Generally there are vesting periods that must be served out prior to actually owning the ESOs, ISOs, SARs, RSs, or RSUs. There is always the risk that the grantee will not achieve that vesting and therefore never own the granted equity value and lose it all.
Another risk, in the case of ESOs and SARs, is that the stock is lower or unchanged from its exercise price on expiration day and the grantee will receive nothing. The probability of that event is about 40% to 55% depending on the volatility of the stock and the assumed expected return.
On the other hand, with RSs or RSUs, if the stock in lower or unchanged years after the grant, the grantee will probably get a large part of the grant day value. So the risk of losing the grant day value is less with RSs and RSUs than with ESOs and SARs.
When the Employee Stock Options are granted, the number might be 250% more granted than shares of Restricted Stock would have been granted.
Therefore if the stock advances 300% after 5 or 6 years from the day of grant, the value of the 250 ESOs would be far more than 100 shares of Restricted Stock, especially when considering the fact that the Restricted Share grantee must pay a tax on the day of vesting (after 1-4 years), which is usually covered by selling sufficient shares. So the ESOs have more potential gain than the same valued RSs on the day of grant.
A consideration that companies make when granting equity compensation is the possibly future cash flows to the company, although it is seldom mentioned by the company executives at the time of the grants.
When ESOs are exercised, the exercise price is paid to the company by the grantee and the company issues new shares. The company also gets a tax credit from deducting the “intrinsic value”. These two cash flows are often a large percentage of the total company cash flows. A good article on this point can be found here.
These credits are partly the reason of why the companies and wealth managers encourage early exercises of ESOs and discourage hedging which delays the cash flows.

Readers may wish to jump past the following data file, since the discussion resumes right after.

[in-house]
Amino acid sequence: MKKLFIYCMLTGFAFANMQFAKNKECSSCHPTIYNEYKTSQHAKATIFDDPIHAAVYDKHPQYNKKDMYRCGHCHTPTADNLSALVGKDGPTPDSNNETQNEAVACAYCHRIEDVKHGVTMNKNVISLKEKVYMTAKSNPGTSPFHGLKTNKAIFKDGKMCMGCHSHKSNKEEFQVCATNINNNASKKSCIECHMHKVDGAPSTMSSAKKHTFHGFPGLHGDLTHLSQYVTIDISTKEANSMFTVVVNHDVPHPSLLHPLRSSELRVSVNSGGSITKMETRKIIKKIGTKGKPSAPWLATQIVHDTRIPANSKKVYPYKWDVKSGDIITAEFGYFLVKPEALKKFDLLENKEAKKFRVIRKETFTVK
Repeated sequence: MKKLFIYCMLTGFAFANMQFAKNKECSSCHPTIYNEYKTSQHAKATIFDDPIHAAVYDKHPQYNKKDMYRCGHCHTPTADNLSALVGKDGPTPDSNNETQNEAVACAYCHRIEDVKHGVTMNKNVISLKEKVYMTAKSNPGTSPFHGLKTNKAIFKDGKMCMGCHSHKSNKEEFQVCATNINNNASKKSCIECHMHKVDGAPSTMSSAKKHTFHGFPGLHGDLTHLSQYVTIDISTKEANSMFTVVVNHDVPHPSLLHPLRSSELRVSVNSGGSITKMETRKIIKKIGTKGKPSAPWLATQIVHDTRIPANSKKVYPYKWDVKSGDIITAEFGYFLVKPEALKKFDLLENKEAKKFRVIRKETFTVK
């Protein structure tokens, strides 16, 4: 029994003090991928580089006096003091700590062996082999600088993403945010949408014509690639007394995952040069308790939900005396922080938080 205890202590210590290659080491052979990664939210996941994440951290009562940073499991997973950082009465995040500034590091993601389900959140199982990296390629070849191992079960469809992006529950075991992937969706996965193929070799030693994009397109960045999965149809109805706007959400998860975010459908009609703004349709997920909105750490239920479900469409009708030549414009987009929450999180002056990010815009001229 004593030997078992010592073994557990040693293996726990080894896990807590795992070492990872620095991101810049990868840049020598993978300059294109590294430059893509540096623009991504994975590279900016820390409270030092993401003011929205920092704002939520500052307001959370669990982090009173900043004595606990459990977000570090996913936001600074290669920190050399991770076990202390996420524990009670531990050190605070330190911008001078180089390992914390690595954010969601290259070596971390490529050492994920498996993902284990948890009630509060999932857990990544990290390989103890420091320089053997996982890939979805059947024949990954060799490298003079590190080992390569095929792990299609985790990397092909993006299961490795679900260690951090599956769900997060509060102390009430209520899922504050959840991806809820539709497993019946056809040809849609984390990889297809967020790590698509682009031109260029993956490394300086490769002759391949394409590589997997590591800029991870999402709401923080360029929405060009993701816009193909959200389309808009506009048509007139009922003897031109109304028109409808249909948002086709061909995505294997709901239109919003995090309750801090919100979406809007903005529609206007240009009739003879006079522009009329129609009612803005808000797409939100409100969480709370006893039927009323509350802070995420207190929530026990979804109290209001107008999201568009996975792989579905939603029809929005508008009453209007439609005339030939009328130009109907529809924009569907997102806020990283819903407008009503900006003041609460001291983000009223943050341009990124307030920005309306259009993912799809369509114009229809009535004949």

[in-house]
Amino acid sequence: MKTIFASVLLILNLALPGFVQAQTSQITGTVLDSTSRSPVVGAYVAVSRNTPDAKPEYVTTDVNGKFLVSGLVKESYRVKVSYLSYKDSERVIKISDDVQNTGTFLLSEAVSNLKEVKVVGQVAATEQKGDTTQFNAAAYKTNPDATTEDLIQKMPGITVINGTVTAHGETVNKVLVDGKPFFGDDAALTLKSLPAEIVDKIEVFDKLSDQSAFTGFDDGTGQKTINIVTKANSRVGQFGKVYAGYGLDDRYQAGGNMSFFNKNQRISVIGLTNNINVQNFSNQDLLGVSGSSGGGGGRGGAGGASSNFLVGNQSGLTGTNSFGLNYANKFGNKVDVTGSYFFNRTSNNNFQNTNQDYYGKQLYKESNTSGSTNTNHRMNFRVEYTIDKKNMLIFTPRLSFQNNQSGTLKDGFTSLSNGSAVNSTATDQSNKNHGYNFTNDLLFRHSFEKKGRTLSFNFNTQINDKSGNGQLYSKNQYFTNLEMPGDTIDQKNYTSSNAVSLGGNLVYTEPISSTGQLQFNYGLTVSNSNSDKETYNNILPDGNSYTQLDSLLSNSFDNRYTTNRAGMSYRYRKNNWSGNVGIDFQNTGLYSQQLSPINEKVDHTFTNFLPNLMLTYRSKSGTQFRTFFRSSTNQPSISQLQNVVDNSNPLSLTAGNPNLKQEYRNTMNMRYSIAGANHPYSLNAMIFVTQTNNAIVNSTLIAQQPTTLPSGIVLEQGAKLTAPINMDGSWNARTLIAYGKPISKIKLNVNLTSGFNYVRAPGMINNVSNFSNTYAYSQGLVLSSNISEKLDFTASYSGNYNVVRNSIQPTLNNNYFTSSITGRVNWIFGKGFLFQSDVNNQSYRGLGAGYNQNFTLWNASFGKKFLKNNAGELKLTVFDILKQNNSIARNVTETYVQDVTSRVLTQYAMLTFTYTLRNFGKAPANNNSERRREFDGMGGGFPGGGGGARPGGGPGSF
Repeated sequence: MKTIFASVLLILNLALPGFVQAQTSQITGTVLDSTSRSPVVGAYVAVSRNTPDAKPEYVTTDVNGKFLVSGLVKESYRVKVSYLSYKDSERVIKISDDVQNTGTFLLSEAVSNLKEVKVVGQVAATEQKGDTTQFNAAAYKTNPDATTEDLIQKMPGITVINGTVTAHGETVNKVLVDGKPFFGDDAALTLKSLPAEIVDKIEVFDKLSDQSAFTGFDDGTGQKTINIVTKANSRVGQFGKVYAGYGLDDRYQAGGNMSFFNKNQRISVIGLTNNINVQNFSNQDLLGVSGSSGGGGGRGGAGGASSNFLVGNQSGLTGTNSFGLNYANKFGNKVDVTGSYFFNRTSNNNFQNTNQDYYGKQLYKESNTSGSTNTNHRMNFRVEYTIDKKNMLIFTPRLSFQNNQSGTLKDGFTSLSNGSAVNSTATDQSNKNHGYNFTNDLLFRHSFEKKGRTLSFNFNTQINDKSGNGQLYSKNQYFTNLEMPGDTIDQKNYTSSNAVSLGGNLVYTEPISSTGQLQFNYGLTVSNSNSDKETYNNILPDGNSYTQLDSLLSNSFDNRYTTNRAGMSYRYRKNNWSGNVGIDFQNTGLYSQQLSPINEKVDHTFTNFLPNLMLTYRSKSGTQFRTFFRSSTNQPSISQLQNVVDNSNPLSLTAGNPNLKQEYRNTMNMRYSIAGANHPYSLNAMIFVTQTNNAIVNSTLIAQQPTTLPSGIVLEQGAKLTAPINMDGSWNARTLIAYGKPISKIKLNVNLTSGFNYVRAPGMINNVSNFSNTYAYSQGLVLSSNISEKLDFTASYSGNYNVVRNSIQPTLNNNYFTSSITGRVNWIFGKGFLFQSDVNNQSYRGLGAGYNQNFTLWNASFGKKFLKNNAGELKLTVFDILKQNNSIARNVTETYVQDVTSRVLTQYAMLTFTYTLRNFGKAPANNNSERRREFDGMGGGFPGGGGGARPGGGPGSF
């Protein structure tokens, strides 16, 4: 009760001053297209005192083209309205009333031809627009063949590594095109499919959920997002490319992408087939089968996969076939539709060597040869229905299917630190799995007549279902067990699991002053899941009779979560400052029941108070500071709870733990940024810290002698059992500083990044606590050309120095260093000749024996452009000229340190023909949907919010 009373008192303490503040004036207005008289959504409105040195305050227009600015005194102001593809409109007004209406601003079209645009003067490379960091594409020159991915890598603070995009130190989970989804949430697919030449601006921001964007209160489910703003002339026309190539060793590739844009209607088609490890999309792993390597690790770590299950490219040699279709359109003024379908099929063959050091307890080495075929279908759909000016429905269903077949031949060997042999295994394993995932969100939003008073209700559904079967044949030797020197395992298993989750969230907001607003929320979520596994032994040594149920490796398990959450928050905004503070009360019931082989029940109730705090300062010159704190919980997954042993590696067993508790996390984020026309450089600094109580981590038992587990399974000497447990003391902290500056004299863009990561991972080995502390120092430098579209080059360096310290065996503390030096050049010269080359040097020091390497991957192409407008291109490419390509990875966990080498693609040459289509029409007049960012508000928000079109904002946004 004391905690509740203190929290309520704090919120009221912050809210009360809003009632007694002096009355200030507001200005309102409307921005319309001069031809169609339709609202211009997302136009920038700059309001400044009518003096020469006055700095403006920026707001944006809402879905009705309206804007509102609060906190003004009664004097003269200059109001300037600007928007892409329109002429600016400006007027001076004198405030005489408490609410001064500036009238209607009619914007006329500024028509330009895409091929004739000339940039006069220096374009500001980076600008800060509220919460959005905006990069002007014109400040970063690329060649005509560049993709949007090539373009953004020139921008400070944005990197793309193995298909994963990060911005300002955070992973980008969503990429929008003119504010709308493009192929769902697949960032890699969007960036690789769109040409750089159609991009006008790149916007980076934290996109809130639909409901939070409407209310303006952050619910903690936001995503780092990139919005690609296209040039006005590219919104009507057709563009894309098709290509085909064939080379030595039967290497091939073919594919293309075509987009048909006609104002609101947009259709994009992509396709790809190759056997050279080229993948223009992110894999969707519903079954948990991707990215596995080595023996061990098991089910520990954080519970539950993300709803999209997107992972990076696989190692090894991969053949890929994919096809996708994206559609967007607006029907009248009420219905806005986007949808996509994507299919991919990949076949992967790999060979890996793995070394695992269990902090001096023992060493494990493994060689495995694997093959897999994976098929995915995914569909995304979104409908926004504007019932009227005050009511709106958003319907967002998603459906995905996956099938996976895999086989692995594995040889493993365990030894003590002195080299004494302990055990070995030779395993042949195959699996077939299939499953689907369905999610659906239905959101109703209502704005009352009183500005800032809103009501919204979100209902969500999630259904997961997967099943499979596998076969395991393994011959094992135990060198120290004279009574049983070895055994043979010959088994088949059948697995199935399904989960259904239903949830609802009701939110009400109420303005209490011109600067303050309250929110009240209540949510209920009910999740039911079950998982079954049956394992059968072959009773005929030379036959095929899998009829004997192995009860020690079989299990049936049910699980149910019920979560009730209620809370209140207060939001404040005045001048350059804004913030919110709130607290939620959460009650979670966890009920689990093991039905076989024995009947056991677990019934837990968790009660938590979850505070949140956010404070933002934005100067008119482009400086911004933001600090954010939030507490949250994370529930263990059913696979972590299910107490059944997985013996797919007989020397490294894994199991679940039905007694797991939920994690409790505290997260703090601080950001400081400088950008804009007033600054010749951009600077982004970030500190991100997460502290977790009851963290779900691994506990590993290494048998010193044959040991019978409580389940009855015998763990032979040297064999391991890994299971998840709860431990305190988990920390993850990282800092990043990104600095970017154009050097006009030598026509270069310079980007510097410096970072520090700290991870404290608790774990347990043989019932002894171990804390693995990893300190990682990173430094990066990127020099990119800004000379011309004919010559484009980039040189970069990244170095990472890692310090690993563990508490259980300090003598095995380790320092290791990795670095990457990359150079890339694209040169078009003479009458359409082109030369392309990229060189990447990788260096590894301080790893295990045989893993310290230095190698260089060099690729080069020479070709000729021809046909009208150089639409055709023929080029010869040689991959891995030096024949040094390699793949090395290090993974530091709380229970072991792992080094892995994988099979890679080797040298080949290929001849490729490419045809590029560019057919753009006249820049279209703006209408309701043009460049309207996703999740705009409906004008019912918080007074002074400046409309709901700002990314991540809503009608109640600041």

When RSs vest, the only flow to the company is the credit of the tax deduction, but it comes sooner than with ESOs. It comes when the RSs vest, whereas the tax credit from ESOs comes when they are later exercised after the vesting.
In the case of SARs and RSUs, the companies can choose to avoid dilution and forfeit the cash flow credits by settling the exercise or vesting by a cash payment without issuing new stock.
In the Case of ISOs, which have not had a disqualifying disposition, the “intrinsic value” is not deductible by the company but the company does issue new shares, which does create a new cash flow.
Probable Dilution of Earnings
The grants of RSs have a quite large probability of causing dilution of earnings, because no matter where the stock is trading, the RSs will be owned by the grantee after vesting and the number of shares increase, whereas, there is a good chance that the ESOs (or SARs) are never exercised because there is a chance that the stock will be trading below the exercise price near expiration. There is also a chance that the grantee never becomes vested for the ESOs.
However, if the stock advances a reasonable amount, the dilution will be grater with ESOs because more ESOs are granted relative to the number of RSs that are granted, if equal valued grants are sought. Of course, if the companies grant RSUs or SARs, they can design the grants so that they “intrinsic value” is paid in cash and there is no dilution. But that reduces the cash flow and cash positions.
Alignment of Interests
Which type of grant best preserves the alignment of interests between the grantee and the shareholders? After all, that is the major purpose of the compensation plan.
In the case of RSs, most grantees generally sell their unrestricted shares immediately after vesting to pay the tax liability and lock in their profits on the remaining shares, although some plans require that a part of the stock be held for years after vesting. Of course, the sale of the shares eliminate any alignment that may exist from holding those shares. So with RSs, there is usually an early termination of the alignment of interests as the shares are sold immediately after vesting.
But with ESOs, especially with ISOs there is generally a longer term of alignment of interests, as any informed grantees should hold their ESOs and ISOs for long periods of time after vesting.
For example famous CEOs like Steve Jobs of Apple, James Dimon of J.P. Morgan, Larry Ellison of Oracle and John Chambers of Cisco (and increasingly more CEOs) all held and are holding their ESOs till near expiration, thereby extracting maximum value from the grants.
There are many considerations to make when deciding on which type of grants to make. Today we see some very sophisticated companies issuing combination of grants trying to grant the highest value both real and perceived to the grantees for the lowest costs to the grantor company.
With the above in mind, I have created a new type of ESOs, which is designed to increase the positive benefits to the grantee while at the same time enhancing the objectives of the grants and keeping the costs to the grantor modest. It also allows the wealth managers a way to efficiently manage their clients ESOs and get assets under management called Dynamic Employee Stock Options (DESOs).
There is a conference scheduled for April 30, 2012 at the BioInnovation Center featuring some of the world’s foremost experts on equity compensation, where topics similar to the above and much more will be presented by Optrack. Click here for more information or to register.